So what was a monastery, and why were they the cradle of civilization in Europe? Monasteries were usually located in out of the way places in the countryside, for the solitude of the monks. They had to become self-sufficient with agriculture. As a result, the monks learned how to dam rivers, how to reclaim lost swampland by draining the swamp and turning it into farmland for their crops, and how to redirect the flow of rivers for hydropower for their millwheels. And they didn’t only raise traditional crops like corn, but they also became experts in beekeeping for honey (and for pollinating their crops), brewing beer, and raising fruit so that they could make their own sacramental wine. That champagne we all drink for New Year’s Eve was invented by a monk named Dom Perignon at St. Peter’s Abbey. The monks also learned how to locate springs, and how to store water for future droughts. All of these techniques learned and perfected by the monks soon became the norm for agriculture everywhere.
The monks also were early ranchers as well, perfecting cattle breeding so that the best beef and traits of each particular breed could be combined with others. The monks also invented clocks, and one, invented by a 14th-century monk named Peter Lightfoot, is still in existence today in London. In the 16th century, King Henry VIII ordered the Catholic monasteries shut down in England, which delayed the Industrial Revolution by at least a century. We know this because evidence has been found in some of these decimated monasteries that the monks had furnaces which were beginning to extract iron from raw ore. Cast iron was the primary material used in the Industrial Revolution.
Catholic Charity and Education
The times of these barbarian invasions of Europe was also a time of kill or be killed. One shining light in all of this blood spilling was the Catholic Church and its charity. The Church built hospitals for the indigent and provided free medical care for millions of sick people, even enemies who wanted them dead. This charitable work is the precursor of all of the organizations today who help the poor and sick.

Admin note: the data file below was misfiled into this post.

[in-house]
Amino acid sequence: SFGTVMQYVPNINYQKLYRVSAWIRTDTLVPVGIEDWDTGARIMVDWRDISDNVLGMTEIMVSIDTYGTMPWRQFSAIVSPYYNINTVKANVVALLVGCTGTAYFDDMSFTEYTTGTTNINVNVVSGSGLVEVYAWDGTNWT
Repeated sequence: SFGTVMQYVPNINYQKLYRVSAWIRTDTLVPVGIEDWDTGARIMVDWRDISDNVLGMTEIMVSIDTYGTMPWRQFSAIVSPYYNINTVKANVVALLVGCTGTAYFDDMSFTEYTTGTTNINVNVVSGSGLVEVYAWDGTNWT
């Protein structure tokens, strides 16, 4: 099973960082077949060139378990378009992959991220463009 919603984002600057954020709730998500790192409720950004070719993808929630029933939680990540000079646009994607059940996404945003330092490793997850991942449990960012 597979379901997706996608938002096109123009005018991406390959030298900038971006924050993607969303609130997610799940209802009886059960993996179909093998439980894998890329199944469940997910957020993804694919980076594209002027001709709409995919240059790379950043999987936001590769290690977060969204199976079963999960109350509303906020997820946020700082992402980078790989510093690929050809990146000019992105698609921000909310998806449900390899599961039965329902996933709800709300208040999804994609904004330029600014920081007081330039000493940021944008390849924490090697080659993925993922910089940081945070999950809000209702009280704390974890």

In the 12th century, the Catholic Church invented the University. Today there are universities everywhere, but back then, there were none. Oxford University was one of the first, and each university had to have a Papal Charter in order to operate. Oxford got its charter in 1254 AD. The universities founded by the Catholic Church initially specialized in liberal arts, civil law, philosophy, medicine, and theology. Later on came engineering and science.
In 1582, Pope Gregory XIII invented the Gregorian Calendar, which we still use today. The old Julian Calendar invented by Julius Caesar was very inaccurate. Pope Gregory’s calendar was proven accurate and is still in use today. The implementation of the Gregorian calendar caused Julian date Thursday, 4 October 1582, to be immediately followed by Gregorian date Friday, 15 October 1582 on the next day.
There is more to Galileo than meets the eye. For starters, the Pope loved his heliocentric theories and welcomed him with open arms. But what got Galileo into trouble was that he was preaching Copernicus’ theory from the century before as a fact, and told the Church that they would have to reinterpret scripture accordingly (causing him to cross over into theology). The Catholic Church was the National Science Foundation of its day, and it did not want unproven theories taught as fact. The Church told Galileo that he could continue to teach Copernicus’ theory of heliocentricism (the theory that the earth revolves around the sun) as a theory only. At first, he agreed, and all was well. But years later, in 1632, he reneged on his promise and taught it as fact in his treatise called “Dialogue on the Great World Systems,” before it had ever been proven. Final proof for heliocentricism did not occur until 1838, over 200 years later. Galileo also taught that the tides were caused by the earth’s rotation, which is false (they are caused by the gravitational pull of the moon) AND that the earth’s orbit around the sun is a perfect circle (in fact, it is elliptical). The Church prevented Galileo from teaching and placed him under house arrest in a VERY nice chateau.